Interview with Yvette Richards
The Newly Elected President of United Methodist Women
Congratulations on your election as President of United Methodist Women! How does it feel?
Exciting and ready for the journey!
Can you tell us a little bit about yourself?
I’m an army brat—my dad was in the military, I was born in North Carolina while my dad was in service. We moved to Alaska, Massachusetts and Germany. We moved back to the US to Savannah, Georgia, for school and then I went to college at North Carolina Agricultural and Technical University majoring in Mass Communications. Then after college I happened to be in Missouri visiting family for a funeral and ended up staying here!
My parents are still living and have been married for 50 years. David and Swannie Richards have been role models for me, in giving, volunteering and giving back. There were 3 of us growing up together: My older brother Rev. David Richards, III, and a sister, Bonnye Anthony, DDS. We were raised with parents who taught us to participate, volunteer and give back. I try to live by that. We are heavily involved in our churches and I’m eternally grateful to them who are such dynamic role models.
I started working at State Farm in July ‘87 and have been there ever since. Just had my 25th anniversary. I’m a Catastrophe Adjuster, Catastrophe Claim Representative.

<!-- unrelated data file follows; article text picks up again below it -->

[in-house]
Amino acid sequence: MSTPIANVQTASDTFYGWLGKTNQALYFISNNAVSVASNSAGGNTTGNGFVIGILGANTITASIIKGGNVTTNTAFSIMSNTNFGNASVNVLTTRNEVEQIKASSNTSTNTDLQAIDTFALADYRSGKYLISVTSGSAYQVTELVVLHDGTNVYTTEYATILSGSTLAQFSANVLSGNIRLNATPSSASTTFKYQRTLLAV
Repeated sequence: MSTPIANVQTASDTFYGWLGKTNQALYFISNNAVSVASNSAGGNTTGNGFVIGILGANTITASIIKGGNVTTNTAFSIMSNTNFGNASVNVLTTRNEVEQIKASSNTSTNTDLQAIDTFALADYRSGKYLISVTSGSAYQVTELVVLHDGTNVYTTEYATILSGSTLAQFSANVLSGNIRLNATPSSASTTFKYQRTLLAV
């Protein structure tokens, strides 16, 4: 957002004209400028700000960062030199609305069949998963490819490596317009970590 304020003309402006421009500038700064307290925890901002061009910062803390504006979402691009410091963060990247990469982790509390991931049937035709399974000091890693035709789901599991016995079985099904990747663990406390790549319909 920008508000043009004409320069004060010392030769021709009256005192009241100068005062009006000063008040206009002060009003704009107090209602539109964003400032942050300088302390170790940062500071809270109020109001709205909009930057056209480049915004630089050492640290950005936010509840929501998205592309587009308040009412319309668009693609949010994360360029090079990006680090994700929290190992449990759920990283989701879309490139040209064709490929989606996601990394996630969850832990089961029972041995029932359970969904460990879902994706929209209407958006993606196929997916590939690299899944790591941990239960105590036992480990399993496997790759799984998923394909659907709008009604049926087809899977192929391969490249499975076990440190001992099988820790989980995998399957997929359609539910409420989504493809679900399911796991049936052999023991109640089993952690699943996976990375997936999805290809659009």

Did you have any role in the Joplin tornado for your job?
Not for my job but for United Methodist Women. I contacted my mentor and we made a plan for using the UMCOR [United Methodist Committee on Relief] kits. We activated a hands-on mission event where women contributed personal hygiene kits and mailed them to Joplin. We received an abundance—an over abundance—still to this day, to provide help for the community in Joplin. With the extra kits, we were able to provide the Central Conference women who came to General Conference with the 125 extra. We utilize websites for Missouri Conference; the Missouri conference communications team did an article and we put it on UMWOnline. The word just spread. Our United Methodist Women sisters across the US were magnificent at giving.
What do you want to accomplish in your four years as President? What do you want to see happen?
I want to see our membership grow. That is vital to our organization. Our vision has been set, and in order for it to mean anything or make a difference, we need to increase our membership. I think our new vision plan will aid in that. We will need women to lead the charge. With the new structure, it will be very easy for women to organize and fulfill the PURPOSE, which is at the forefront of the organization.